WASHINGTON (AP) - U.S. special operations forces fed some Iraqi detainees only bread and water for up to 17 days, used unapproved interrogation practices such as sleep deprivation and loud music and stripped at least one prisoner, according to a Pentagon report on incidents dating to 2003 and 2004.
The report, with many portions blacked out, concludes that the detainees' treatment was wrong but not illegal and reflected inadequate resources and lack of oversight and proper guidance more than deliberate abuse. No military personnel were punished as a result of the investigation.
Released to the American Civil Liberties Union on Friday, the details of the report were was part of more than 1,000 pages of documents, including two major reports - one by Army Brig. Gen. Richard Formica on specials operations forces in Iraq and one by Brig. Gen. Charles Jacoby, on Afghanistan detainees.
While some of the incidents have been reported previously and reviewed by members of Congress, this was the first time the documents were released publicly. Specific names and locations, including the identities of the military units, were blacked out.
The report comes as the military is grappling with new allegations of war crimes in an increasingly unpopular conflict in Iraq. And they could hamper the Bush administration's election-year effort to turn public opinion around with upbeat reports about the progress of the new government in Baghdad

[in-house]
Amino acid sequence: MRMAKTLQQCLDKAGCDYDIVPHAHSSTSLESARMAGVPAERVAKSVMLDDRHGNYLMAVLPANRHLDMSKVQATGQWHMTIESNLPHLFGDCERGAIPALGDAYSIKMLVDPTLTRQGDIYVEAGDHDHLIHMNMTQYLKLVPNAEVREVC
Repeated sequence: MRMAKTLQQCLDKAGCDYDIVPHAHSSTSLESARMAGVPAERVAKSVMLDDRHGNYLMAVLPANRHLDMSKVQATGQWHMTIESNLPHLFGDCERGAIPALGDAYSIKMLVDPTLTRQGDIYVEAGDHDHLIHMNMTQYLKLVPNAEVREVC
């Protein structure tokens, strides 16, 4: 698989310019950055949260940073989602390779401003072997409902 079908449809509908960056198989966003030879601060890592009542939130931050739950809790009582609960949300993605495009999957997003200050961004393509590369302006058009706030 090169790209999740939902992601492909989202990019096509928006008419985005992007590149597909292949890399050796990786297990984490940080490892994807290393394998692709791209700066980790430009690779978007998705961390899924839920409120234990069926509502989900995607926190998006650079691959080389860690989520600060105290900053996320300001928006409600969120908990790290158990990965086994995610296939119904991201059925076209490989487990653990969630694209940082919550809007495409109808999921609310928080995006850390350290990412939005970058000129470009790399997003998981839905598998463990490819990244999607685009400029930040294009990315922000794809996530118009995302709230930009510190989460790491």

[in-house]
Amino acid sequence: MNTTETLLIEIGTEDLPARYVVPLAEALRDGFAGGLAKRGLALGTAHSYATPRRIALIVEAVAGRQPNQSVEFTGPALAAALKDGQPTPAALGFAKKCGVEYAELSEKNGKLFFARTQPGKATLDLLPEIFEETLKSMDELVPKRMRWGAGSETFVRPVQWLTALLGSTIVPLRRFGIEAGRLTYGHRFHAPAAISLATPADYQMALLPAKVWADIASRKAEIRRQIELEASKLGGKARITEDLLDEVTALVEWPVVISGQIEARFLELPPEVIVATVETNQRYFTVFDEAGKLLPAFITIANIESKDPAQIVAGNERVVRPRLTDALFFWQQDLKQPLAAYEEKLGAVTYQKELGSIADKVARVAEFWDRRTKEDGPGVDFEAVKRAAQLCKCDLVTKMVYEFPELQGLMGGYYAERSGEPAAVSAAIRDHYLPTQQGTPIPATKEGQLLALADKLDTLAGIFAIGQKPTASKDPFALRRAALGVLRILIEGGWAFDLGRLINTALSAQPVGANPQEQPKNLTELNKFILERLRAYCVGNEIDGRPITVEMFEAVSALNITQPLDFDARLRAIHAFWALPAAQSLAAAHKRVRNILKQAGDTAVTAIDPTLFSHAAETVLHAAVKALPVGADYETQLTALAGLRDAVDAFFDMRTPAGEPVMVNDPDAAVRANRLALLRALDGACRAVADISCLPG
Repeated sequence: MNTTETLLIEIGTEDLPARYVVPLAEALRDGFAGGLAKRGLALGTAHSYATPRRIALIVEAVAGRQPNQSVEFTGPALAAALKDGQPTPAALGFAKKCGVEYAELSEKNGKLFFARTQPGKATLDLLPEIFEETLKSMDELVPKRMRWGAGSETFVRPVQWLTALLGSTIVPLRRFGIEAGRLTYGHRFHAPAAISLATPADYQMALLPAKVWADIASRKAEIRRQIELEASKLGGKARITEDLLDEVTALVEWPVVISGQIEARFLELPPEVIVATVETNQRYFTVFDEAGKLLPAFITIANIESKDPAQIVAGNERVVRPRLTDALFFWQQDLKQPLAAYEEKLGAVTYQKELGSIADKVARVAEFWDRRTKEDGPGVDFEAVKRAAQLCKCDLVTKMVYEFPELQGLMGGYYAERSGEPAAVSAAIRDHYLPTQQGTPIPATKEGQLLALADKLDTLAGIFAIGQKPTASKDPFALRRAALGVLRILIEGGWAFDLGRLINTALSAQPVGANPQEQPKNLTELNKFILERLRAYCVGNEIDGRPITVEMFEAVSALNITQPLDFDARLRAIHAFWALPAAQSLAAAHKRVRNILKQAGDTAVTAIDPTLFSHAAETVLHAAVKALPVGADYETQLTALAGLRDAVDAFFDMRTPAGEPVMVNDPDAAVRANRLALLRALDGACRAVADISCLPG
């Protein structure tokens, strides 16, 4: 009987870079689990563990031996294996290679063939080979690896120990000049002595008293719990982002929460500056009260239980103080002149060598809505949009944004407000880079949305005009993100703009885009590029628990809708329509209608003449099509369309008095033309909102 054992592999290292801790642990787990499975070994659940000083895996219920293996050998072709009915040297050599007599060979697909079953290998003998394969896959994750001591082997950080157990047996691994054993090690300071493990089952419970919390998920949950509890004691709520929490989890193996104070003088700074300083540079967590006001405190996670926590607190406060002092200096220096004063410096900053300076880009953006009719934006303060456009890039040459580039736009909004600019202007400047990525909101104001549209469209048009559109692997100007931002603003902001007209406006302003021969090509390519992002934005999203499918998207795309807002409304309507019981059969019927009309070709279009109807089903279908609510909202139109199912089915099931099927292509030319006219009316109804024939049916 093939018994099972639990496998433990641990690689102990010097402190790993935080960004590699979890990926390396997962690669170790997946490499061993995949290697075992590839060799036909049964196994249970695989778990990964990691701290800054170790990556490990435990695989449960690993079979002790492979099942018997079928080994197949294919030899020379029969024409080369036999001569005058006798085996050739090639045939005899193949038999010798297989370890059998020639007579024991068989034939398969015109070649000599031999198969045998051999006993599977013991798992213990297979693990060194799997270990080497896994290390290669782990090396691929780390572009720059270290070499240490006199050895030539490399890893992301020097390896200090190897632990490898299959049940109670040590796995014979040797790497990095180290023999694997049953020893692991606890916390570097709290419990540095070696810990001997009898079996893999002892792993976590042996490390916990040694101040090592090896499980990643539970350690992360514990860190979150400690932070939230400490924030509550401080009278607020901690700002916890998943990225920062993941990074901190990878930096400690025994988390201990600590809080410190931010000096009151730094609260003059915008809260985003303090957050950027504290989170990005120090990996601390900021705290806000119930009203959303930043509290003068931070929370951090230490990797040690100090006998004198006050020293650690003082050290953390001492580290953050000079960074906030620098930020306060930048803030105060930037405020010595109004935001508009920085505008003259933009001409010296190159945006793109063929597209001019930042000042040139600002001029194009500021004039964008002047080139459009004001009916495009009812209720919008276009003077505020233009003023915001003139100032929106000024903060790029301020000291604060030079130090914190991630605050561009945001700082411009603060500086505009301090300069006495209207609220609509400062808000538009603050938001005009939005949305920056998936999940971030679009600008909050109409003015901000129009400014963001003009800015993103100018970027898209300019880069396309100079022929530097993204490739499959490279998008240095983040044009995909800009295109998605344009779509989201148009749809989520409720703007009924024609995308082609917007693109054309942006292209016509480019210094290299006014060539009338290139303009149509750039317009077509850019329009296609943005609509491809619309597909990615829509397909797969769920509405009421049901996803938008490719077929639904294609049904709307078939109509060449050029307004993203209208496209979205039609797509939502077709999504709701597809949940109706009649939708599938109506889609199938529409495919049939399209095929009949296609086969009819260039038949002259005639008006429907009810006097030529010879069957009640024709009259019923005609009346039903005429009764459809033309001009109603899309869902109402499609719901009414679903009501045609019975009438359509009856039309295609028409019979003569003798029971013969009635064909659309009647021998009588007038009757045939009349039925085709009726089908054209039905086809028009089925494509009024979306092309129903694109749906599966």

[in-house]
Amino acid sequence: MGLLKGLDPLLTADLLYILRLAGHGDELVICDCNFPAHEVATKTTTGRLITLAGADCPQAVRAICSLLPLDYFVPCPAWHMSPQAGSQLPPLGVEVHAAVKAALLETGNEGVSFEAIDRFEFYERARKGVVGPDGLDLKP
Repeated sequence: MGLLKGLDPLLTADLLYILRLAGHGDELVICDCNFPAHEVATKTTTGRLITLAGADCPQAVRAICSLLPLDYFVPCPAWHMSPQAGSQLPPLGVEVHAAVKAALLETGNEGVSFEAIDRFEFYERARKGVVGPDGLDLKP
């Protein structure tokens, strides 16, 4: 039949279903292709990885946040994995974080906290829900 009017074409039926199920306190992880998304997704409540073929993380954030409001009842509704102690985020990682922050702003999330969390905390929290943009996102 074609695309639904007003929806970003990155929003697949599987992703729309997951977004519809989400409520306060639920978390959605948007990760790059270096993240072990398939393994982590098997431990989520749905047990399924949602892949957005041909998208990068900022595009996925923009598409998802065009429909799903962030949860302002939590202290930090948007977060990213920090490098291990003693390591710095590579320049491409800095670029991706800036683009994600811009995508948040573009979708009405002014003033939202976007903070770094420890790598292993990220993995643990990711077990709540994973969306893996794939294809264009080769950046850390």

Sunday, June 18, 2006
Sunday, June 11, 2006
As the U.S. military completes its investigation of the alleged murder of 24 Iraqi civilians at the hands of U.S. Marines last November in Haditha, the next phase likely will be some form of court martial against Marines implicated in the case.
If that happens, President George W. Bush has made clear that he expects justice to be meted out to any Marine found guilty of a war crime against Iraqi civilians. But, as we anticipated in an earlier article, virtually no U.S. media attention has focused on the Nuremberg principles and Bush's culpability in the crime.
In this guest essay, Peter Dyer reviews the principles of international law that were set by U.S. and other allied jurists after World War II, rules against aggressive war that were meant to apply to the architects of illegal conflicts as well as to the grunts on the ground:
George W. Bush -- in his first public comment on the alleged massacre of 24 civilians by U.S. Marines in Haditha, Iraq, last November -- said: “If, in fact, these allegations are true, the Marine Corps will work hard to make sure that ... those who violated the law -- if indeed they did -- will be punished.”
Now that President Bush has resolved publicly that those who committed war crimes will be punished, the subject of U.S. war crimes may begin to move closer to its deserved prominent place in the American public discourse. If this happens, more Americans are likely to realize that the man who spoke of punishing war criminals has himself violated the law and should be accordingly punished.
In fact, according to the Nuremberg Charter, a document which the U.S. had a major role in drafting, those who initiate a war of aggression quite literally bear individual criminal responsibility, not only for waging unprovoked war, but for the war crimes which inevitably flow from aggression.
Monday, June 05, 2006
Read it and weep (or scream):
Washington -- The Pentagon has decided to omit from new detainee policies a key tenet of the Geneva Convention that bans "humiliating and degrading treatment," according to military officials, a step that would mark a potentially permanent shift away from strict adherence to international human rights standards.
The decision culminates a lengthy debate within the Department of Defense, but will not become final until the Pentagon makes new guidelines public, a step that has been delayed.
However, the State Department fiercely opposes the military's decision to exclude Geneva Convention protections and has been pushing for the Pentagon and White House to reconsider, Defense officials acknowledged.